I can't think of any reason to stray from the top running back this season, unless it's the not-too-terrible run defenses of the Bears and Eagles he'll see a combined three times. I know people are worried about his workload catching up to him, but I think that would be more likely to happen in the coming years, not over the next month. Murray has cracked 100 yards in all but one game this year, and while the touchdowns haven't been there for a while the Cowboys are very obviously committed to running with their hot hand. No need to reinvent the wheel here; give me Murray.
As for the receiver position, it's an embarrassment of riches. You probably want me to say Mike Evans since he's been just about the most productive receiver in the NFL this month, but Tampa Bay's offense hasn't been consistent enough for me to feel confident putting all of my eggs in that basket. I'm very tempted by Antonio Brown as he is always such a big part of the Steelers' game plan; he's definitely going to get his targets and he's a big-play machine.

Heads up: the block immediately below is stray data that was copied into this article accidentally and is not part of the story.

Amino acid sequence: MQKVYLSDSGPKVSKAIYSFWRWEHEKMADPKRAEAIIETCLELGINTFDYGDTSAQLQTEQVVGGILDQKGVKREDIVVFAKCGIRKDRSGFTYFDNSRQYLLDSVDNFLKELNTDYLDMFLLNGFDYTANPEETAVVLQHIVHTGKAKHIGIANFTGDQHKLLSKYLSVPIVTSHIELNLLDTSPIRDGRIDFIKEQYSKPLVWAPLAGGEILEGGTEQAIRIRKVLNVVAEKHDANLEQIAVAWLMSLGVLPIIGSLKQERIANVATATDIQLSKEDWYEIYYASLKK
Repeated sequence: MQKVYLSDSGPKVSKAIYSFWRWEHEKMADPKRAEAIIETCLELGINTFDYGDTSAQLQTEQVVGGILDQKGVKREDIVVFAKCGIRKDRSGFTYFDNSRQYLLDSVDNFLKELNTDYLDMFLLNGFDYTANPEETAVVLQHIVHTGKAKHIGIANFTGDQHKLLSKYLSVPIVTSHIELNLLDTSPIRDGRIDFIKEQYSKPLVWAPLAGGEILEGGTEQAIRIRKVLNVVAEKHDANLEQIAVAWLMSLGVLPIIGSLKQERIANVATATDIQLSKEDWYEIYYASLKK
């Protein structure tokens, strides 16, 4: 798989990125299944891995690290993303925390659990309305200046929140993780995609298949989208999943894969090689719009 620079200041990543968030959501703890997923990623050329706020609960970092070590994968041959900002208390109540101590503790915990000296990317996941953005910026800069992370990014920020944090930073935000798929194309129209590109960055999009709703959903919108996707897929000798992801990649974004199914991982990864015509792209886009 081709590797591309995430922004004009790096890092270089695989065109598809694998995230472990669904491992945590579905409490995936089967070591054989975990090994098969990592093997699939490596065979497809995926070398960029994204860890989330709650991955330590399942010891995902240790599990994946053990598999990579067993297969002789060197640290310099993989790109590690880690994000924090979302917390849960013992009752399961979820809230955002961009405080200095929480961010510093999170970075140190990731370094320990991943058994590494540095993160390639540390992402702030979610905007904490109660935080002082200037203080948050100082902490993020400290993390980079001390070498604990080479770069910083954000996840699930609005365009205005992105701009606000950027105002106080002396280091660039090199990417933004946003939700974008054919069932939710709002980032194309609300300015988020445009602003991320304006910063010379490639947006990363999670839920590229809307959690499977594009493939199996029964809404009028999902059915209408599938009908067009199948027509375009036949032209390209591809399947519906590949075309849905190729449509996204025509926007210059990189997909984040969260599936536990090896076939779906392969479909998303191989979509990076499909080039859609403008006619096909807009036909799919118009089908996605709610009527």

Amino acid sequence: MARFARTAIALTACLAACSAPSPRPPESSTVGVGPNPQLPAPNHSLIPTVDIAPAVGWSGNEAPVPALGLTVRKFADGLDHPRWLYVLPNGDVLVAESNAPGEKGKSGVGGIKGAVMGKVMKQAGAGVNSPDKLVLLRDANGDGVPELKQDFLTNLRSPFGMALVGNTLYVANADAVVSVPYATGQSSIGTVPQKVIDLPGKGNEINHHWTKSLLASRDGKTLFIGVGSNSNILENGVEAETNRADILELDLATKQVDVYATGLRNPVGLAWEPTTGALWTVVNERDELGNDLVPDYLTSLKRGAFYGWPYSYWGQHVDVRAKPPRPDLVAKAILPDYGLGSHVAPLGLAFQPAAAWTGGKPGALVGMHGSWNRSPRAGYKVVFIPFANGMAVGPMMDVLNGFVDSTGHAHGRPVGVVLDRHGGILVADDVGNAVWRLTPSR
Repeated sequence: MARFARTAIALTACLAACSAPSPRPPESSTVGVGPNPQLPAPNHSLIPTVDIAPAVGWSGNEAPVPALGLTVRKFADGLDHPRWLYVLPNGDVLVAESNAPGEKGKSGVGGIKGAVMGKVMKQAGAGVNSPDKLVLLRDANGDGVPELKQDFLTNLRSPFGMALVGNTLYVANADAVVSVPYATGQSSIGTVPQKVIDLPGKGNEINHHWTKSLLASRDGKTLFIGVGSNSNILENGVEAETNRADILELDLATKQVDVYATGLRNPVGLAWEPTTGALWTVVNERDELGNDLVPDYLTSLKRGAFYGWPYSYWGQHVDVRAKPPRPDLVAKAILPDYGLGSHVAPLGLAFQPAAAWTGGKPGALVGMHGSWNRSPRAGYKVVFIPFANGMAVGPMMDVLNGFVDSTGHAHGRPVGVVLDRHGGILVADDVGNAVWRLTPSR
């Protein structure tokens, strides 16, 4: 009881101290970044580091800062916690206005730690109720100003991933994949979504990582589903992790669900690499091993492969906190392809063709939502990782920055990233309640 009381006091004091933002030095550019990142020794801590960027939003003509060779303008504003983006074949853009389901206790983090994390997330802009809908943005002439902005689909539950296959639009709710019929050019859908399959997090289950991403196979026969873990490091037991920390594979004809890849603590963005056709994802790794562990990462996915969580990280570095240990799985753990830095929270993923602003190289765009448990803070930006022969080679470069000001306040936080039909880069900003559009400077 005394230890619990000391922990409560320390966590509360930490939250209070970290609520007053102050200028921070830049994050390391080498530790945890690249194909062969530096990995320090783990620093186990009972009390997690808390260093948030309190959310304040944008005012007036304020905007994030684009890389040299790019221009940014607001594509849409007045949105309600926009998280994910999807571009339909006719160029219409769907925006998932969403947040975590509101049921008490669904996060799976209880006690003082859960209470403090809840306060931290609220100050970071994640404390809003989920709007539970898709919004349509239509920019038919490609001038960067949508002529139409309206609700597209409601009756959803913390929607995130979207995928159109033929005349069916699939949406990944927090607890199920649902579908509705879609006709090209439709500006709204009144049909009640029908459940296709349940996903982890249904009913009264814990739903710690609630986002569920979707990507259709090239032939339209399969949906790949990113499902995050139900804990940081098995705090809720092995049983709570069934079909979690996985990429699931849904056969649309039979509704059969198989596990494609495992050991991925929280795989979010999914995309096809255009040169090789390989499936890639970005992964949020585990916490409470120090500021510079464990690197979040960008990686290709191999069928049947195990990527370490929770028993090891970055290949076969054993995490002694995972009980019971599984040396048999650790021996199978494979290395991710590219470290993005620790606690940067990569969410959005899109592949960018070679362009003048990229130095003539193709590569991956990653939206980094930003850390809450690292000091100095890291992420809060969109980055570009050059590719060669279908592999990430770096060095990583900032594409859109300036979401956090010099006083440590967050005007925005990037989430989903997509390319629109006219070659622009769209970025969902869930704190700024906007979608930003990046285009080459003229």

Dez Bryant, either Green Bay starter or Sanders would be fine picks. Odell Beckham has been as hot as Evans and I'd take him if you got some sort of style-points multiplier. In the end, though, I'm going to bore you again by going with the obvious choice in Demaryius Thomas. He leads the NFL in targets and that number has actually been on the rise in recent weeks. You worry about Sanders and Julius Thomas poaching his touchdowns, but I think in the end there will be enough to go around.